Step 3: Apply DWT to sub band HL1 to get four smaller sub bands: LL2, HL2, LH2, and HH2. Choose the HL2 sub band (Fig. 2a), or apply DWT to sub band HH1 to get four smaller sub bands: LL2, HL2, LH2, HH2. Choose HH2 sub band as shown in Fig. 2b.

Step 4: Divide the sub band HL2 (or HH2) into 4x4 blocks.

Step 5: Perform DCT on each 4x4 block in the chosen sub band (HL2 or HH2).

Step 6: Read in the binary watermark image.

Step 7: Generate two uncorrelated pseudorandom (PN) sequences. One sequence is used to embed the watermark bit 0 (PN0) and the other sequence is used to embed the watermark bit 1 (PN1). The number of elements in each of the two pseudorandom sequences must be equal to the number of mid-band elements of the DCT-transformed DWT sub bands.

Step 8: Embed the pseudorandom sequences PN0, PN1, with gain factor k in the DCT transformed 4x4 blocks of the selected DWT sub bands of the cover image. Embedding is applied only to the mid-band DCT coefficients. If X is the matrix of the mid band coefficients of the DCT transformed block, then embedding is done as follows:

If the watermark bit is 0 then,

X¢ = X + k * PN_0 (3)

Otherwise, if the watermark bit is 1 then,

X¢ = X + k * PN_1 (4)

Where X¢ is the watermarked DCT block

Step 9: Apply inverse DCT (IDCT) to each 4x4 block after its mid-band coefficients have been modified by embedding the watermark bits.

Step 10: Apply the inverse DWT (IDWT) to produce the watermarked cover image.

3.2 Watermark Extraction

The watermark extraction procedure is shown in Fig. 3, and described in detail in the following steps. In the proposed combined DWT-DCT algorithm watermarking algorithm, the original cover image is not required to extract the watermark.

Step 1: Read in the watermarked cover image

Step 2: Apply DWT to decompose the watermarked image into four non-overlapping multi-resolution sub bands: LL1, HL1, LH1, and HH1

Step 3: Apply DWT to HL1 to get four smaller sub bands, and choose the sub band HL2, as shown in Fig. 2 a. or, apply DWT to the HH1 sub band to get four smaller sub bands, and choose the HH2 sub band, as shown in Fig. 2b.

Step 4: Divide the sub band HL2 (or HH2) into 4´4 blocks.

Step 5: Apply DCT to each block in the chosen sub band (HL2 or HH2), and extract the mid-band coefficients of each DCT transformed block.

Step 6: Regenerate the two pseudorandom sequences (PN0 and PN1) using the same seed used in the watermark embedding procedure.

Step 7: For each block in the sub band HL2 (or HH2), calculate the correlation between the mid-band coefficients and the two generated pseudorandom sequences (PN0 and PN1). If the correlation with the PN0 was higher than the correlation with PN1, then the extracted watermark bit is considered 0, otherwise the extracted watermark is considered 1.

Step 8: Reconstruct the watermark using the extracted watermark bits, and compute the similarity between the original and extracted watermarks.

Fig.3. Watermark extraction procedure


The performance of combined DWT-DCT image watermarking algorithms is evaluated on the cover image 'HEAD' with a 50x20 binary image 'SVEC' as the watermark image. The two images are shown in Fig. 4 and 5, respectively. Watermarking algorithms are usually evaluated with respect to two metrics: imperceptibility and robustness [13].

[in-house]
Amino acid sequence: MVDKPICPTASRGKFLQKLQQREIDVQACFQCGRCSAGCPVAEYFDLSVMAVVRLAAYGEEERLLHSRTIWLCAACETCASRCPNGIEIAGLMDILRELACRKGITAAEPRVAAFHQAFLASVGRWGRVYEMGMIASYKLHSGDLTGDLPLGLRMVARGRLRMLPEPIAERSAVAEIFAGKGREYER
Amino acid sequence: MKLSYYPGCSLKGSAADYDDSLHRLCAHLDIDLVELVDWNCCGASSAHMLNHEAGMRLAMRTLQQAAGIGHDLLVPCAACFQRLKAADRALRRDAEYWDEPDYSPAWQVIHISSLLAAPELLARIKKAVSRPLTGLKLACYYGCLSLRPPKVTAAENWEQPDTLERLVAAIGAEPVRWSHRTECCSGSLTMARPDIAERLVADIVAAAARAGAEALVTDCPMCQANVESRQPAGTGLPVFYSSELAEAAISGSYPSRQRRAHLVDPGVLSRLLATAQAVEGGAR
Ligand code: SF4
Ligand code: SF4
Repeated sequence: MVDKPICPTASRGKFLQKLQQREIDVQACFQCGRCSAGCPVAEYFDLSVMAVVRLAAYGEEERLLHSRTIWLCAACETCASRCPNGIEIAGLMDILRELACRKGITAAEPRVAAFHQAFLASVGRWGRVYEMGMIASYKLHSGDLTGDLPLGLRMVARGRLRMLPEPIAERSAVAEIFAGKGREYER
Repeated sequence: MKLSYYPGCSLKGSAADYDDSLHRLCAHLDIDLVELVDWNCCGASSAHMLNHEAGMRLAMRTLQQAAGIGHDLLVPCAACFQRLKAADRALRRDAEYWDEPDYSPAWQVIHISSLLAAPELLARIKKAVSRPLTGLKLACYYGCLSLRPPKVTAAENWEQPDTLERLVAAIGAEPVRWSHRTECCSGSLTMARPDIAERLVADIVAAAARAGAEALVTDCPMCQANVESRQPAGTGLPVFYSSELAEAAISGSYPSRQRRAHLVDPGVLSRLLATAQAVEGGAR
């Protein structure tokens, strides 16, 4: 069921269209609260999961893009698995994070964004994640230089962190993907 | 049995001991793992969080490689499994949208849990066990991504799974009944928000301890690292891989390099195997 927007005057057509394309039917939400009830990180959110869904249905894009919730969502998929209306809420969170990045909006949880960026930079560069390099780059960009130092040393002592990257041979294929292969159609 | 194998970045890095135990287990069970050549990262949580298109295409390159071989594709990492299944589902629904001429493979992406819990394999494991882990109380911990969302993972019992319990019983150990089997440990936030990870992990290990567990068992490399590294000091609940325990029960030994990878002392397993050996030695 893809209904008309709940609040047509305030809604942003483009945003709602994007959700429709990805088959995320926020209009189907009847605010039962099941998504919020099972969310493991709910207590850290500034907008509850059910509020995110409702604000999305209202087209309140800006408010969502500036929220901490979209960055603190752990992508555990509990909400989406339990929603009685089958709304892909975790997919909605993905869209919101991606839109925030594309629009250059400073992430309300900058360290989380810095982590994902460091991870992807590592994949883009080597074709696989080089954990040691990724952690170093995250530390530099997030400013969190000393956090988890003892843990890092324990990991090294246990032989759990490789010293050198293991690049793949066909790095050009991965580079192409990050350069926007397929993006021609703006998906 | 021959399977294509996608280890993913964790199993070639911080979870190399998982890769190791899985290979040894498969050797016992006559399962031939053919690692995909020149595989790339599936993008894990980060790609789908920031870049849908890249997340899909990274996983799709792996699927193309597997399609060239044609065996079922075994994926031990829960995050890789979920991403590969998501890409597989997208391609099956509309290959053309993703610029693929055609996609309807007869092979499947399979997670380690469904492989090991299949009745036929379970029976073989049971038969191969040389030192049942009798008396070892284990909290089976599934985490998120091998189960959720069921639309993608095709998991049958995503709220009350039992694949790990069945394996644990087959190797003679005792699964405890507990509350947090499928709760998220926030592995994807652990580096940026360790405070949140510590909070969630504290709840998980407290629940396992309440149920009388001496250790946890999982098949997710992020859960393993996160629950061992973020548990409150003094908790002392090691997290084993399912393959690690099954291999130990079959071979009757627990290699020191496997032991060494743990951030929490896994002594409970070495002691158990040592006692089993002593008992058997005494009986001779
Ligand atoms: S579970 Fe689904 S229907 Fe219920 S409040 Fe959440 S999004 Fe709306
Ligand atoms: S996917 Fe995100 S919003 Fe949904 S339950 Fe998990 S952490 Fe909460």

Imperceptibility: It refers to the perceived quality of the cover image in the presence of the watermark. As a measure of the quality of a watermarked image, the peak signal to noise ratio (PSNR) is typically used. PSNR in decibels (dB) is given below in Eqn. 4


Robustness: It is a measure of the immunity of the watermark against attempts to tamper or degrade it, with different types of digital signal processing attacks. In this work, experiments are conducted for robustness to compression and resizing.


(b) (c)

Fig. 4 (a) Watermarked image of 'head-mri' (512x512,bmp) subjected to JPEG compression attack, at gain k=10 (b) Original Watermark SVEC (30x20) and (c) Recovered Watermark with JPEG compression at gain, k=10

Fig. 5 (a) Watermarked image of 'weather-map' (512x512,bmp) subjected to JPEG compression attack, at gain k=10 (b) Original Watermark SVEC (30x20) and (c) Recovered Watermark with JPEG compression at gain, k=10

The similarity between the original watermark and the extracted watermark is measured using the correlation factor C, is given below in Eqn.6.


N is the number of pixels in the watermark, are the original and extracted watermark images respectively. The correlation values C will lie between 0 to 1.


Experiments have been conducted on MRI-scan image of HEAD(512x152, 8-bit gray scale). Applying the DWT on the image produced four 256x256 sub bands: LL1, LH1, HL1 and HH1. Since embedding the watermark beyond the first DWT level is more effective, the watermark is embedded in HL2 (or HH2). The selected 128´128 sub band is divided into 4´4 blocks giving a total of 1024 blocks. The DCT transform is then applied to each 4x4 block in the chosen sub band, after which the watermark was embedded according to Eqn. 3 and 4.

5.1 Robustness:

Table1 shows the correlation values between the original watermark and the watermarks extracted from sub band HH2 after being subjected to different levels of JPEG compression. The correlation values given in Table 2 indicate clearly that the combined DWT-DCT watermarking algorithm is robust against the compression attack. The compression effect has also been tested in the HL2 sub band and the results verified. It was observed that the results are better regardless of whether the watermark was embedded in HL2 or HH2. Fig.4 and Fig.5 show the extracted watermarks from HH2 with various levels of JPEG compression on themedical image 'head-mri' and satellite image 'weather-map'..

5.2 Imperceptibility:

The imperceptibility of combined DWT-DCT algorithm is evaluated by measuring PSNR for the HH2 sub band. The PSNR values obtained are 46.19, 40.17, 36.65, 34.15 and 32.21 for k values ranging from 10 to 50.


In this paper, a combined DWT-DCT digital image watermarking algorithm has been described and tested on the cover image LENA. Watermarking was done by embedding the watermark in the second level DWT sub band HH2 of the cover image, followed by the application of DCT on the selected DWT sub bands. The combination of the two transforms improved the imperceptibility of the watermarked image by maintaining the robustness to attacks.